About the Author

Rachel Poliquin is a writer and curator engaged with the cultural and poetic history of the natural world. She has curated taxidermy exhibits for the Museum of Vancouver and the Beaty Biodiversity Museum at the University of British Columbia. Poliquin is the author of ravishingbeasts.com, a website dedicated to exploring the cultural history of taxidermy.

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Product Details

  • Series: Animalibus (Book 1)
  • Hardcover: 240 pages
  • Publisher: Pennsylvania State Univ Pr (Trd) (August 1, 2012)
  • Language: English
  • ISBN-10: 0271053720
  • ISBN-13: 978-0271053721
  • Product Dimensions: 9.3 x 8.3 x 1.1 inches
  • Shipping Weight: 2.2 pounds
  • Average Customer Review: 4.9 out of 5 stars  See all reviews (9 customer reviews)
  • Amazon Best Sellers Rank: #1,681,784 in Books (See Top 100 in Books)

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Format: Kindle Edition Verified Purchase
Poliquin deftly details the cultural meanings of taxidermy in its many genres, from natural history museum artifact to hunting trophy to rogue art object. This richly illustrated book, first in Penn State Press's series Animalibus: Of Animals and Cultures, would appeal to art historians, cultural anthropologists, and those interested in animal representation. The "cultures of longing" in question here include the role taxidermy has played in creating wonder, spectacle, narratives, and memorials to the natural world. What Poliquin does best here is show how taxidermy, while contributing to these and other cultures of longing, cannot quite fulfill our longing to look at real animals, either dead or alive, because a taxidermied animal is, paradoxically, a bit of both, and at the same time, neither. My only complaint with Poliquin's work is that she doesn't sufficiently consider the distinct longing we experience in looking at taxidermies of extinct animals.
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Format: Paperback
This book covers far more than taxidermy; it's really about memory as much as anything. Taxidermy is the "breathless" zoo in the title, and you'll learn a lot about it, but Poliquin is as interested in the why of taxidermy as anything. Why do people want a dead thing in the house? Poliquin looks at a variety of these, including trophies (think moose heads on walls); extinct species (think of the last passenger pigeon stuffed, in Cincinnati); preserved pets from owners who can't let go; fraudulent creatures (think of the Fejee Mermaid); natural history specimens (species are described in part from the "type" specimen); parts used for fashion or display (think recycled taxidermy in a bar as a mascot). I decided to read the book on an impulse, and I wasn't expecting much, but this is an utterly absorbing read. Think of taxidermy as providing physical objects that form a connection to personal stories, memory and past, and recall things like souvenirs and photo albums and that will help give a sense of what this book is about.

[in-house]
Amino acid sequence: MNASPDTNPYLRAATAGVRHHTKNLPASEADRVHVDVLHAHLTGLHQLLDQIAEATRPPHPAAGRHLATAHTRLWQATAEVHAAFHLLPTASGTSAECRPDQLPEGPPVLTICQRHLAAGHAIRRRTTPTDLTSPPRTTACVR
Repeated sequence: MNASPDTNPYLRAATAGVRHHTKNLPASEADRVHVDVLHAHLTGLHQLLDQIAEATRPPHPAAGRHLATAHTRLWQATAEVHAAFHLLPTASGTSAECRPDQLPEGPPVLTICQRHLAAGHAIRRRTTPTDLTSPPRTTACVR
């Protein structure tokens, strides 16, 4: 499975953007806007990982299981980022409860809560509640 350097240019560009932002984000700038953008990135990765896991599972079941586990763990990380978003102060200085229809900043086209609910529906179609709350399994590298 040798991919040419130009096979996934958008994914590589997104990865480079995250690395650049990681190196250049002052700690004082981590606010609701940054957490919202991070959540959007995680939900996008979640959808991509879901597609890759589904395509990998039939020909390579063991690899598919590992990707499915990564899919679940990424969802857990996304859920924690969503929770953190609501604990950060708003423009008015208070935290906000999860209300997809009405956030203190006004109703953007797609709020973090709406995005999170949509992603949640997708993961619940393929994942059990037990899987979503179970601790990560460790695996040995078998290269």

Her writing may be rather theoretical for some readers, but it's a fine book despite a bit of academic orientation. Her writing is crisp, clear as a bell and witty. I have only found one other book by her (it's excellent). The photographs in the book are a book in themselves, in a sense. One is of an Austrian hunter lounging in his manse in a room full of trophy heads, specifically an enormous American wapiti. Another is of a sort of scene including a taxidermied camel, and two lions titled "Arab Courier Attacked by Two Lions," the courier presumably not being stuffed, by Jules Verraux in 1867, a haunting example of a form once much in fashion and seen as an art.
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Format: Paperback Verified Purchase
Absolutely beautiful book, replete with gorgeous pictures and gorgeous prose. Her thinking through of important cultural moments in western history using taxidermy is philosophically interesting and very convincing. She treats her subjects with ethical responsibility and opened up this reader's eyes to whole new ways of thinking about taxidermic specimens as cultural signifiers. Other reviews have recommended this book for taxidermy fans, and I agree, but I also think it's a great book for people who aren't "into" taxidermy but are interested in general history or museology or even just animal-human relationships.
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Format: Hardcover Verified Purchase
Finally - a history of taxidermy that looks deep into meaning and contextualizes what these objects meant and mean now.
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Format: Hardcover Verified Purchase
Short n' sweet-I LOVE taxidermy(in all of its MANY art forms), and this book is absolutely fascinating. A must have for everyone from the collector-to the artist.